Brian Rupnow

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I've just done one of those things that drive machinists crazy. This main chassis for the engine is up on my mill right now, and I've just realized something about the counterbores for the ball bearings. The counterbores won't be put in until the bearing caps are made up and bolted into place. I don't see any way to machine it like this. I can open the hole to full size on one side and then fit the boring bar down thru it to counterbore the other side, but unless I'm missing something I can't put a counterbore in both sides. Its not critical that it have the web left in the side of the hole to back up the ball bearing, but it would have been nice. I know I could resort to some old time voodoo and mount it to the lathe saddle and make up a boring bar that gets assembled in place to do the counterbores, but I prefer not to do that.
 

Lloyd-ss

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How about something like these back spotfacers from Travers.

https://www.travers.com/high-speed-steel-reverse-spotfacers-bayonet-lock-pilot-arbors/p/108779/?lite=true&pricelistname=SITE&keyword=backspotfacers&hawkdym=back spotfacer&hawks=1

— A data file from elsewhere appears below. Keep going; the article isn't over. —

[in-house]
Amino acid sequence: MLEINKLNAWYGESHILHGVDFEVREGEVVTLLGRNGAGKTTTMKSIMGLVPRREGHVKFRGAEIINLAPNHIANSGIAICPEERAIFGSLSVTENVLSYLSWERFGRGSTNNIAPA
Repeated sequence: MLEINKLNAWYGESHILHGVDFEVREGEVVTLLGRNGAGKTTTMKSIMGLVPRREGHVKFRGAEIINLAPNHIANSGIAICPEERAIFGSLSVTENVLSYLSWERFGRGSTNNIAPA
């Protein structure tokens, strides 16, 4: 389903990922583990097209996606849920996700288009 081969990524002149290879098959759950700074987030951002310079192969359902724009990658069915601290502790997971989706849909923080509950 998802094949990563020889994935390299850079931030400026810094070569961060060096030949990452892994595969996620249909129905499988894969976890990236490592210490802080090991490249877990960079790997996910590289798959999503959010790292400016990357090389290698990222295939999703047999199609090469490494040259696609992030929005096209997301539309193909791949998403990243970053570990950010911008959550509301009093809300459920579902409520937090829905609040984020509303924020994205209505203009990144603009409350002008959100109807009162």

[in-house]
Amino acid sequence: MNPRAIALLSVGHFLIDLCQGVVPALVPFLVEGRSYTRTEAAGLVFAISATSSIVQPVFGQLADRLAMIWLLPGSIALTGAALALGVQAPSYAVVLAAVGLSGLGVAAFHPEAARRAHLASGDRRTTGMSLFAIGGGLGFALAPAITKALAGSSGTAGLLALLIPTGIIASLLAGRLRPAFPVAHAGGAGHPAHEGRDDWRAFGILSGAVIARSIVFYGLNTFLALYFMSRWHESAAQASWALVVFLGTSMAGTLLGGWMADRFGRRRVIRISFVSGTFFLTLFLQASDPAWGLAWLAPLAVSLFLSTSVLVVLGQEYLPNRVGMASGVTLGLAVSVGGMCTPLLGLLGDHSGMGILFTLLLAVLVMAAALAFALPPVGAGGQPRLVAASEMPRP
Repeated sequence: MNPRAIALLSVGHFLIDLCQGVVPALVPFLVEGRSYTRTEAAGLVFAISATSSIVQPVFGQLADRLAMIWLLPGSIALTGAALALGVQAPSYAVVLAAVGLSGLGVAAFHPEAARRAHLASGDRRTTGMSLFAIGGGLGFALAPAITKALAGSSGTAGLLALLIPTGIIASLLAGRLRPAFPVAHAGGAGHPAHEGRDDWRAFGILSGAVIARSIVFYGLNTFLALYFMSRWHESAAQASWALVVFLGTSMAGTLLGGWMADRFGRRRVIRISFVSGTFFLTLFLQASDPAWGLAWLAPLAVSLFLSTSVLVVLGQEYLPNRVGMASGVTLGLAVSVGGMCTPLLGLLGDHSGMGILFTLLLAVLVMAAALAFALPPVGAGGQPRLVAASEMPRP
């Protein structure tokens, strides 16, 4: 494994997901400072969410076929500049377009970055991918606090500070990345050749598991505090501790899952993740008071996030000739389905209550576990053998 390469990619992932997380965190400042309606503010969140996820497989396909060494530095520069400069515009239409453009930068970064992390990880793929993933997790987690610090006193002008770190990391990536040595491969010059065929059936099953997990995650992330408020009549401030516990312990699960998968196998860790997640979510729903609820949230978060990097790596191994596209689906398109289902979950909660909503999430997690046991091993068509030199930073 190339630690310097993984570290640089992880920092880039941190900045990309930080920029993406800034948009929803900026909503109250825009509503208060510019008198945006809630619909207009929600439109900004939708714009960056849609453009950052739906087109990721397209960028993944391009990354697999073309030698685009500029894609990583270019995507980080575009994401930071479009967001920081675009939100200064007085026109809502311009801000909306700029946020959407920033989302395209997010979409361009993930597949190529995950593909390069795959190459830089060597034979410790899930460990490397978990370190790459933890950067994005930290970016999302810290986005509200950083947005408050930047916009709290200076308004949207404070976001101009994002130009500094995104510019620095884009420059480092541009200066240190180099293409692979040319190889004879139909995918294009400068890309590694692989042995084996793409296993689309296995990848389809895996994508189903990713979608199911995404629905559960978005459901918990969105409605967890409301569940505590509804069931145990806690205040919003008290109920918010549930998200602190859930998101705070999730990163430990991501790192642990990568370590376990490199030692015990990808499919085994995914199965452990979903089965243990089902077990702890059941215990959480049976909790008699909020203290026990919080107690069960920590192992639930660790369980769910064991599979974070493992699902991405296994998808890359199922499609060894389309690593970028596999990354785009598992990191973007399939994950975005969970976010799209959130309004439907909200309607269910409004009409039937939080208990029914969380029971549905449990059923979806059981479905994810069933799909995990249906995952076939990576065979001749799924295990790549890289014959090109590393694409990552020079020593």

I was actually looking for the kind of counterbore tool that has a single shaft/shank, and various cutter heads slip onto the shank. In your application, the bare shank would go in thru one side first, and then the cutter would be installed on the shank to do the back work on the other bearing saddle. They might be cheaper and sturdier than the back spot facers.

P.S. And all this because you had a couple of cheap right angle helical gears left over? Somethings not right, but I understand, LOL.
 

TonyM

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The retaining lips only need to be enough to stop the outer race moving. Make the bore as large as possible and that will give you the flexibility to bore the bearing dia with an adjustable boring bar in the mill.
 

gartof

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How about something like these back spotfacers from Travers.

https://www.travers.com/high-speed-steel-reverse-spotfacers-bayonet-lock-pilot-arbors/p/108779/?lite=true&pricelistname=SITE&keyword=backspotfacers&hawkdym=back spotfacer&hawks=1